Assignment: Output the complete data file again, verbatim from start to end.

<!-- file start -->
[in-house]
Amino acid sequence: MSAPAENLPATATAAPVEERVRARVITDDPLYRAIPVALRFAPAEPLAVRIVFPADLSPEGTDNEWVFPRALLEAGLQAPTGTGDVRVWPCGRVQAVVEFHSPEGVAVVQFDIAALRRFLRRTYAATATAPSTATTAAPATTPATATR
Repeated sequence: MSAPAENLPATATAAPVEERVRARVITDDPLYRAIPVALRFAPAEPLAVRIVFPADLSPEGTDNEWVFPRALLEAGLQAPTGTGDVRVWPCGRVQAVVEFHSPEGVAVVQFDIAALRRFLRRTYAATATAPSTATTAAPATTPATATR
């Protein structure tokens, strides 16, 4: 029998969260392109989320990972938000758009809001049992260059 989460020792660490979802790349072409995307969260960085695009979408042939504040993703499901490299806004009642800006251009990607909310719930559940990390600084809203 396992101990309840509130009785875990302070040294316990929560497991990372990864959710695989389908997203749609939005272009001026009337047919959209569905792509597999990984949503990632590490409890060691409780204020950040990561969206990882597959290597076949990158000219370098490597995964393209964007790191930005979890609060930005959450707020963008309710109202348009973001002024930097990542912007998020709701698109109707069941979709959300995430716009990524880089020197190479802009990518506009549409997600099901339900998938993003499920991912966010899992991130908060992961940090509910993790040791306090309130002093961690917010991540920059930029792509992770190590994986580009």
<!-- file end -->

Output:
[in-house]
Amino acid sequence: MSAPAENLPATATAAPVEERVRARVITDDPLYRAIPVALRFAPAEPLAVRIVFPADLSPEGTDNEWVFPRALLEAGLQAPTGTGDVRVWPCGRVQAVVEFHSPEGVAVVQFDIAALRRFLRRTYAATATAPSTATTAAPATTPATATR
Repeated sequence: MSAPAENLPATATAAPVEERVRARVITDDPLYRAIPVALRFAPAEPLAVRIVFPADLSPEGTDNEWVFPRALLEAGLQAPTGTGDVRVWPCGRVQAVVEFHSPEGVAVVQFDIAALRRFLRRTYAATATAPSTATTAAPATTPATATR
């Protein structure tokens, strides 16, 4: 029998969260392109989320990972938000758009809001049992260059 989460020792660490979802790349072409995307969260960085695009979408042939504040993703499901490299806004009642800006251009990607909310719930559940990390600084809203 396992101990309840509130009785875990302070040294316990929560497991990372990864959710695989389908997203749609939005272009001026009337047919959209569905792509597999990984949503990632590490409890060691409780204020950040990561969206990882597959290597076949990158000219370098490597995964393209964007790191930005979890609060930005959450707020963008309710109202348009973001002024930097990542912007998020709701698109109707069941979709959300995430716009990524880089020197190479802009990518506009549409997600099901339900998938993003499920991912966010899992991130908060992961940090509910993790040791306090309130002093961690917010991540920059930029792509992770190590994986580009």